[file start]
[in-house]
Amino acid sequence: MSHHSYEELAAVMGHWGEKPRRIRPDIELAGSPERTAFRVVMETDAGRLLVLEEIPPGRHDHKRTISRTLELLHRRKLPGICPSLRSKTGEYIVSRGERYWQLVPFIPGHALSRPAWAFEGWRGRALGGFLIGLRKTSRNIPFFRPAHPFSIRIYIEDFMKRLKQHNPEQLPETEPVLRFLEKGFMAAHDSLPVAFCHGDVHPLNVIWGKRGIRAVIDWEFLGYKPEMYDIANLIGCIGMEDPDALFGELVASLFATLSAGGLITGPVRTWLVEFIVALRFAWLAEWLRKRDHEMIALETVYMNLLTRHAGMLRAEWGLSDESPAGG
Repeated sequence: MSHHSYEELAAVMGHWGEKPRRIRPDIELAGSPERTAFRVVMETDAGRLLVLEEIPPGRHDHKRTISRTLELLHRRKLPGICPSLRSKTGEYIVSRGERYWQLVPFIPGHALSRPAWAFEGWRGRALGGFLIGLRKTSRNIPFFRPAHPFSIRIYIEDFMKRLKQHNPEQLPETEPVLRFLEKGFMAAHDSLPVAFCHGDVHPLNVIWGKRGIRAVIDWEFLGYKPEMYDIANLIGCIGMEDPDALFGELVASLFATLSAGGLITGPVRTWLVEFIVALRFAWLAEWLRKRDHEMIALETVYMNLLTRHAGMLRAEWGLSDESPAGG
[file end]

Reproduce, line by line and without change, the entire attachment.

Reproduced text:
[in-house]
Amino acid sequence: MSHHSYEELAAVMGHWGEKPRRIRPDIELAGSPERTAFRVVMETDAGRLLVLEEIPPGRHDHKRTISRTLELLHRRKLPGICPSLRSKTGEYIVSRGERYWQLVPFIPGHALSRPAWAFEGWRGRALGGFLIGLRKTSRNIPFFRPAHPFSIRIYIEDFMKRLKQHNPEQLPETEPVLRFLEKGFMAAHDSLPVAFCHGDVHPLNVIWGKRGIRAVIDWEFLGYKPEMYDIANLIGCIGMEDPDALFGELVASLFATLSAGGLITGPVRTWLVEFIVALRFAWLAEWLRKRDHEMIALETVYMNLLTRHAGMLRAEWGLSDESPAGG
Repeated sequence: MSHHSYEELAAVMGHWGEKPRRIRPDIELAGSPERTAFRVVMETDAGRLLVLEEIPPGRHDHKRTISRTLELLHRRKLPGICPSLRSKTGEYIVSRGERYWQLVPFIPGHALSRPAWAFEGWRGRALGGFLIGLRKTSRNIPFFRPAHPFSIRIYIEDFMKRLKQHNPEQLPETEPVLRFLEKGFMAAHDSLPVAFCHGDVHPLNVIWGKRGIRAVIDWEFLGYKPEMYDIANLIGCIGMEDPDALFGELVASLFATLSAGGLITGPVRTWLVEFIVALRFAWLAEWLRKRDHEMIALETVYMNLLTRHAGMLRAEWGLSDESPAGG